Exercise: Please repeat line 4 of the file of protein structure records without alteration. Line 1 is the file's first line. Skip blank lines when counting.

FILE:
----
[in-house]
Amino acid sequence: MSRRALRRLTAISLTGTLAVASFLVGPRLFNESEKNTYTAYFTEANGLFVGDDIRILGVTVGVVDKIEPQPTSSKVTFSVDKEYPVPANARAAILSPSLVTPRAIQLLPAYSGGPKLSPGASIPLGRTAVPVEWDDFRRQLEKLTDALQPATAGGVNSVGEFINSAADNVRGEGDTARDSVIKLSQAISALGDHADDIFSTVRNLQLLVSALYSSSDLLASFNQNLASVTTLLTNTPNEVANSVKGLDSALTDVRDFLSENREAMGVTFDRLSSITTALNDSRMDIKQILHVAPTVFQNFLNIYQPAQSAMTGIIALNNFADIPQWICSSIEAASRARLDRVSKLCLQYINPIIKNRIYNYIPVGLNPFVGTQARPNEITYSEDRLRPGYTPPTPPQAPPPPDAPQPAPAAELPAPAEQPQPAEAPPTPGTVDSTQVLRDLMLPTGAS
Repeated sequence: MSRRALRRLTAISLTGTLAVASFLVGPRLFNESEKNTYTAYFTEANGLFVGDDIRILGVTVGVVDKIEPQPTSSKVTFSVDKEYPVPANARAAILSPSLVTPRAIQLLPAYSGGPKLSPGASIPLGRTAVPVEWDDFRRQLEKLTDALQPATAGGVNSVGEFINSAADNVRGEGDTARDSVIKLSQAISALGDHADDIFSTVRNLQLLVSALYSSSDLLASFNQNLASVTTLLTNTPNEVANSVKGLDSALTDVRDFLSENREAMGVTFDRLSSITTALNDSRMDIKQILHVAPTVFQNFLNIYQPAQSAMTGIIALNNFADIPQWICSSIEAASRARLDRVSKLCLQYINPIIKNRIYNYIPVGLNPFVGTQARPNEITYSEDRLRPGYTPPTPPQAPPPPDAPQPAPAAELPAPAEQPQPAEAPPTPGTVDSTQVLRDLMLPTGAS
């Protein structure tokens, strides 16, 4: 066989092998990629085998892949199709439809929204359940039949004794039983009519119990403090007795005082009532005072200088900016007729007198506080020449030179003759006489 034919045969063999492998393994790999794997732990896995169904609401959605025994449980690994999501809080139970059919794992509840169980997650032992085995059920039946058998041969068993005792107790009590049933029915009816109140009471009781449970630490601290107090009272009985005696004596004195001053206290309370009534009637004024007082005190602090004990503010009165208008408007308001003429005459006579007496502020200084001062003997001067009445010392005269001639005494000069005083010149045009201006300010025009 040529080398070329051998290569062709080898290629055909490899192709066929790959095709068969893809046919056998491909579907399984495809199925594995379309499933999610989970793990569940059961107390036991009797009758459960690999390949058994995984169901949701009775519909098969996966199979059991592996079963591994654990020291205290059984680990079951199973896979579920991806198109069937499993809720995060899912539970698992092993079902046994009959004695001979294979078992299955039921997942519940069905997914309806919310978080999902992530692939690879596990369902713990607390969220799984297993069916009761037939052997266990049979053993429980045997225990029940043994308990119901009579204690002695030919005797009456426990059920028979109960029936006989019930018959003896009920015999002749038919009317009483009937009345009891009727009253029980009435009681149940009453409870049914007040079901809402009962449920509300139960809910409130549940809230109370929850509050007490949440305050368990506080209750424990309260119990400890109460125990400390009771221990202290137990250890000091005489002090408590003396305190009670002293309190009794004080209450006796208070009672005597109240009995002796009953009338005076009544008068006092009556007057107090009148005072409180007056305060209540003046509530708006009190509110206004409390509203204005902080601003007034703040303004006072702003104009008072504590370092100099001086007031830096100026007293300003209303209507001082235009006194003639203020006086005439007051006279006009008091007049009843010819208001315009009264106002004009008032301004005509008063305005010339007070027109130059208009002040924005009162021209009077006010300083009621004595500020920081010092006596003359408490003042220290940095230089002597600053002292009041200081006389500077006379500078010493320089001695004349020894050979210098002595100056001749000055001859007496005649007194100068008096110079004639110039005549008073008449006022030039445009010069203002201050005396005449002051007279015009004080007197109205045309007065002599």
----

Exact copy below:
């Protein structure tokens, strides 16, 4: 066989092998990629085998892949199709439809929204359940039949004794039983009519119990403090007795005082009532005072200088900016007729007198506080020449030179003759006489 034919045969063999492998393994790999794997732990896995169904609401959605025994449980690994999501809080139970059919794992509840169980997650032992085995059920039946058998041969068993005792107790009590049933029915009816109140009471009781449970630490601290107090009272009985005696004596004195001053206290309370009534009637004024007082005190602090004990503010009165208008408007308001003429005459006579007496502020200084001062003997001067009445010392005269001639005494000069005083010149045009201006300010025009 040529080398070329051998290569062709080898290629055909490899192709066929790959095709068969893809046919056998491909579907399984495809199925594995379309499933999610989970793990569940059961107390036991009797009758459960690999390949058994995984169901949701009775519909098969996966199979059991592996079963591994654990020291205290059984680990079951199973896979579920991806198109069937499993809720995060899912539970698992092993079902046994009959004695001979294979078992299955039921997942519940069905997914309806919310978080999902992530692939690879596990369902713990607390969220799984297993069916009761037939052997266990049979053993429980045997225990029940043994308990119901009579204690002695030919005797009456426990059920028979109960029936006989019930018959003896009920015999002749038919009317009483009937009345009891009727009253029980009435009681149940009453409870049914007040079901809402009962449920509300139960809910409130549940809230109370929850509050007490949440305050368990506080209750424990309260119990400890109460125990400390009771221990202290137990250890000091005489002090408590003396305190009670002293309190009794004080209450006796208070009672005597109240009995002796009953009338005076009544008068006092009556007057107090009148005072409180007056305060209540003046509530708006009190509110206004409390509203204005902080601003007034703040303004006072702003104009008072504590370092100099001086007031830096100026007293300003209303209507001082235009006194003639203020006086005439007051006279006009008091007049009843010819208001315009009264106002004009008032301004005509008063305005010339007070027109130059208009002040924005009162021209009077006010300083009621004595500020920081010092006596003359408490003042220290940095230089002597600053002292009041200081006389500077006379500078010493320089001695004349020894050979210098002595100056001749000055001859007496005649007194100068008096110079004639110039005549008073008449006022030039445009010069203002201050005396005449002051007279015009004080007197109205045309007065002599």